Thu | Aug 17, 2017

Patria-Kaye Aarons | What do you do when your boss is a doofus?

Published:Wednesday | May 10, 2017 | 5:00 AM

After talking down a friend recently from the brink of a prison sentence, I found it necessary to address an issue an issue far too many of us have had to face, with no idea how to deal with it without being rude to someone. You step into a new work environment brimming with the pregnant expectation that your boss will be awesome. You envision him/her as this vestibule of knowledge that will just pour teachings into you with every day you two interact.

You anticipate many moments of pure awe listening to them, and part of the reason you took the job in the first place was for your own personal learning and growth; and who better to learn from than your boss?

And then soon into the tenure, you realise that your new boss is just plain daft. You quickly begin to wonder how in the world they qualified for the big title, big office, and even bigger salary. And it makes your every workweek 40 hours of raw frustration.

We've all been there. Here are a few tips from friends that will make it bearable.

 

1. Don't gossip. Ever.

 

One thing's for sure about most managers. They keep their ears close to the ground. Many unqualified bosses know they don't belong there. It raises issues of insecurity that and paranoia that keep them close to the rumour mill. And anything you say will get back to them. Stay clear of that train wreck and don't become a casualty. Don't bother complaining above their heads either. This rarely ever works, and puts you on senior management's radar for all the wrong reasons. Let your work get you noticed; not your whines.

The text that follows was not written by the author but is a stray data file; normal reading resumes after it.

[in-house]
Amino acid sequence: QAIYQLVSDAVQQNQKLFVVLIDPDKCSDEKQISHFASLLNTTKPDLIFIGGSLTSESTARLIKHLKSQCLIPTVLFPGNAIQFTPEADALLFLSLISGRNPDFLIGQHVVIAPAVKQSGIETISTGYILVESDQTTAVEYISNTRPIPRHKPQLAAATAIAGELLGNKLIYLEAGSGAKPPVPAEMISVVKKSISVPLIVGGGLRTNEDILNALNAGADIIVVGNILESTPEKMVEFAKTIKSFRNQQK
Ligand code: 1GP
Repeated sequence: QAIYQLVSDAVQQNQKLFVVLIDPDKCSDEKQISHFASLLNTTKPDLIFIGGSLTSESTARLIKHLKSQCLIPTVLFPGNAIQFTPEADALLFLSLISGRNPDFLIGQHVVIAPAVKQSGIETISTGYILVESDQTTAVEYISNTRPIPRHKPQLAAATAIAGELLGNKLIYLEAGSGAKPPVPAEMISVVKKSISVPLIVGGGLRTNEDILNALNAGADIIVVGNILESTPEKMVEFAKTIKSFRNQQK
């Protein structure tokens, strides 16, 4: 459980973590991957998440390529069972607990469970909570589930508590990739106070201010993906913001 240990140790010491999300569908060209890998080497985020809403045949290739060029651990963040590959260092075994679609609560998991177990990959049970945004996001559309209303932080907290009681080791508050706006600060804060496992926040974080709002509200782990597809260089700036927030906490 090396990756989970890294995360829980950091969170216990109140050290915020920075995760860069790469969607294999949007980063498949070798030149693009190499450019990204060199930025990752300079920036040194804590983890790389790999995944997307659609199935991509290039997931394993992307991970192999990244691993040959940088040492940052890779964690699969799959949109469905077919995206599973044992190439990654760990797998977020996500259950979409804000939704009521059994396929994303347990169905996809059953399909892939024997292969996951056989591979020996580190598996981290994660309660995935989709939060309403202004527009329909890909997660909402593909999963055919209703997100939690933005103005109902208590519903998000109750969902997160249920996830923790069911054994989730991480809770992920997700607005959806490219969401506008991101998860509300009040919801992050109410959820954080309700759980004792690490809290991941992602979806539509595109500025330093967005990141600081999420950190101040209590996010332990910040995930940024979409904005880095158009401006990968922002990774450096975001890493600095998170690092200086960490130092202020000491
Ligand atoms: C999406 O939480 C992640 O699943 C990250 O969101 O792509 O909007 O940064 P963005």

2. Learn to manage your boss.

 

Your boss' success really is the team's success. If you identify glaring gaps in the competence of your boss, be his complement. Gently refocus him or her where you can and offer to use your complementary skills more on projects you do together.

 

3. Stay professional.

 

A broken clock is right twice every day. Same may be true for the not-so-bright boss. It may be difficult to wade through the seas of senseless rhetoric, but you must. Even not-so-perfect leaders have something to teach. At the very least, that lesson can be how not to behave when in a position of leadership. So make an effort not to discount everything they say.

 

4. At some point, we may all know more than our bosses.

 

The reality is that as people move up the ladder, the dynamics of their skill sets change. Naturally, they (should) become better at leadership, strategy and people management. However, their technical knowledge may be less than younger, brighter, fresh-out-of-college workers like you.

And that's OK. Having been exposed to more modern industry knowledge doesn't necessarily make you smarter. It just means you have different strengths. Don't dim your light, so that you won't show up your boss. That light is possibly why you got hired in the first place.

Turns out there's actually a book called How to Work for an Idiot: Survive & Thrive without Killing Your Boss, by Dr John Hoover. It may be worth getting your hands on a copy and giving it a read. Bottom line is like it or not, the not-so-bright boss is still in charge of you. The smart employee will play along.

Unless the boss is stupid and rude. If they're rude on top of it all, don't even bother. Start job hunting.

- Patria-Kaye Aarons is a television presenter and confectioner. Email feedback to columns@gleanerjm.com and findpatria@yahoo.com, or tweet @findpatria.